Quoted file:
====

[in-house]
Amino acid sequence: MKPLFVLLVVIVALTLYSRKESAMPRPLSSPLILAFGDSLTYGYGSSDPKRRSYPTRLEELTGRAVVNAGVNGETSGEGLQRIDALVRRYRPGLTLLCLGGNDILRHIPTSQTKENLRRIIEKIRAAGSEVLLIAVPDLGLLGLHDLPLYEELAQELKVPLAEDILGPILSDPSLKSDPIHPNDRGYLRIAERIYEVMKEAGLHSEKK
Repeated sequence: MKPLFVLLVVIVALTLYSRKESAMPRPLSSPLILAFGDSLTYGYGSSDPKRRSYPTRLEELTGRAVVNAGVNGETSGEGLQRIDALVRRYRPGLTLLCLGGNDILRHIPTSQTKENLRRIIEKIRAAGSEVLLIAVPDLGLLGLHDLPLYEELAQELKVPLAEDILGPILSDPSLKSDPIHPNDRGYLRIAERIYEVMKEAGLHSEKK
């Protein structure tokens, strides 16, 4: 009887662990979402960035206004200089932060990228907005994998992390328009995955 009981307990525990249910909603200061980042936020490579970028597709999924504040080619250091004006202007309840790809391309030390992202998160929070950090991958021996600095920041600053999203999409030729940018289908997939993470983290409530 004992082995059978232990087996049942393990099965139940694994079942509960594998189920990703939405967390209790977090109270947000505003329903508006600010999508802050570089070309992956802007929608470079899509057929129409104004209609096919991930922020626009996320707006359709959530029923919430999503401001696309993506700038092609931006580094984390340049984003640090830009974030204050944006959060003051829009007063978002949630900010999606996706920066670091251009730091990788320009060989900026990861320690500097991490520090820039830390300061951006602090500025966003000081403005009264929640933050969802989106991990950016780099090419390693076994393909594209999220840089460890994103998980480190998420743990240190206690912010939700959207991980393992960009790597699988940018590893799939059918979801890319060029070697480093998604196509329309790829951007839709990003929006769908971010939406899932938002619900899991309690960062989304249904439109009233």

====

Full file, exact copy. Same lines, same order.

[in-house]
Amino acid sequence: MKPLFVLLVVIVALTLYSRKESAMPRPLSSPLILAFGDSLTYGYGSSDPKRRSYPTRLEELTGRAVVNAGVNGETSGEGLQRIDALVRRYRPGLTLLCLGGNDILRHIPTSQTKENLRRIIEKIRAAGSEVLLIAVPDLGLLGLHDLPLYEELAQELKVPLAEDILGPILSDPSLKSDPIHPNDRGYLRIAERIYEVMKEAGLHSEKK
Repeated sequence: MKPLFVLLVVIVALTLYSRKESAMPRPLSSPLILAFGDSLTYGYGSSDPKRRSYPTRLEELTGRAVVNAGVNGETSGEGLQRIDALVRRYRPGLTLLCLGGNDILRHIPTSQTKENLRRIIEKIRAAGSEVLLIAVPDLGLLGLHDLPLYEELAQELKVPLAEDILGPILSDPSLKSDPIHPNDRGYLRIAERIYEVMKEAGLHSEKK
């Protein structure tokens, strides 16, 4: 009887662990979402960035206004200089932060990228907005994998992390328009995955 009981307990525990249910909603200061980042936020490579970028597709999924504040080619250091004006202007309840790809391309030390992202998160929070950090991958021996600095920041600053999203999409030729940018289908997939993470983290409530 004992082995059978232990087996049942393990099965139940694994079942509960594998189920990703939405967390209790977090109270947000505003329903508006600010999508802050570089070309992956802007929608470079899509057929129409104004209609096919991930922020626009996320707006359709959530029923919430999503401001696309993506700038092609931006580094984390340049984003640090830009974030204050944006959060003051829009007063978002949630900010999606996706920066670091251009730091990788320009060989900026990861320690500097991490520090820039830390300061951006602090500025966003000081403005009264929640933050969802989106991990950016780099090419390693076994393909594209999220840089460890994103998980480190998420743990240190206690912010939700959207991980393992960009790597699988940018590893799939059918979801890319060029070697480093998604196509329309790829951007839709990003929006769908971010939406899932938002619900899991309690960062989304249904439109009233």